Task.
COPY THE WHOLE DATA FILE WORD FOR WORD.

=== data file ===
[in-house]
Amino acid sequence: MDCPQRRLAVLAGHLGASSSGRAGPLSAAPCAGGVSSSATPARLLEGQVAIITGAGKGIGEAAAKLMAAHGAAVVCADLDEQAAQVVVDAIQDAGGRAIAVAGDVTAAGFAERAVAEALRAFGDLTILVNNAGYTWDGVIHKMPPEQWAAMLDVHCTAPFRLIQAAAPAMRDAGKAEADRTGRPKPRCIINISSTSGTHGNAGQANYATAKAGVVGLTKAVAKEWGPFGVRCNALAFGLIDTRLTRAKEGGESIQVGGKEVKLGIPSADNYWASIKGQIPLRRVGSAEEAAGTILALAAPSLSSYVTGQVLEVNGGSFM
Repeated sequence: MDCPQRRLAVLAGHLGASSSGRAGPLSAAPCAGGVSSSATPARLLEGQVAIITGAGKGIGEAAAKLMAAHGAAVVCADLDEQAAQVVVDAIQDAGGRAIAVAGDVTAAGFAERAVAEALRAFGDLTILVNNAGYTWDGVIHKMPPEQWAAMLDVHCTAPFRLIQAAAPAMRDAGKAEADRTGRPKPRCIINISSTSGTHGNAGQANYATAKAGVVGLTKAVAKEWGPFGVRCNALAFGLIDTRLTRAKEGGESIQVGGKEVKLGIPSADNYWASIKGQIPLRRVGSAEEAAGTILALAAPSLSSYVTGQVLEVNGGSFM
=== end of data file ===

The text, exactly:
[in-house]
Amino acid sequence: MDCPQRRLAVLAGHLGASSSGRAGPLSAAPCAGGVSSSATPARLLEGQVAIITGAGKGIGEAAAKLMAAHGAAVVCADLDEQAAQVVVDAIQDAGGRAIAVAGDVTAAGFAERAVAEALRAFGDLTILVNNAGYTWDGVIHKMPPEQWAAMLDVHCTAPFRLIQAAAPAMRDAGKAEADRTGRPKPRCIINISSTSGTHGNAGQANYATAKAGVVGLTKAVAKEWGPFGVRCNALAFGLIDTRLTRAKEGGESIQVGGKEVKLGIPSADNYWASIKGQIPLRRVGSAEEAAGTILALAAPSLSSYVTGQVLEVNGGSFM
Repeated sequence: MDCPQRRLAVLAGHLGASSSGRAGPLSAAPCAGGVSSSATPARLLEGQVAIITGAGKGIGEAAAKLMAAHGAAVVCADLDEQAAQVVVDAIQDAGGRAIAVAGDVTAAGFAERAVAEALRAFGDLTILVNNAGYTWDGVIHKMPPEQWAAMLDVHCTAPFRLIQAAAPAMRDAGKAEADRTGRPKPRCIINISSTSGTHGNAGQANYATAKAGVVGLTKAVAKEWGPFGVRCNALAFGLIDTRLTRAKEGGESIQVGGKEVKLGIPSADNYWASIKGQIPLRRVGSAEEAAGTILALAAPSLSSYVTGQVLEVNGGSFM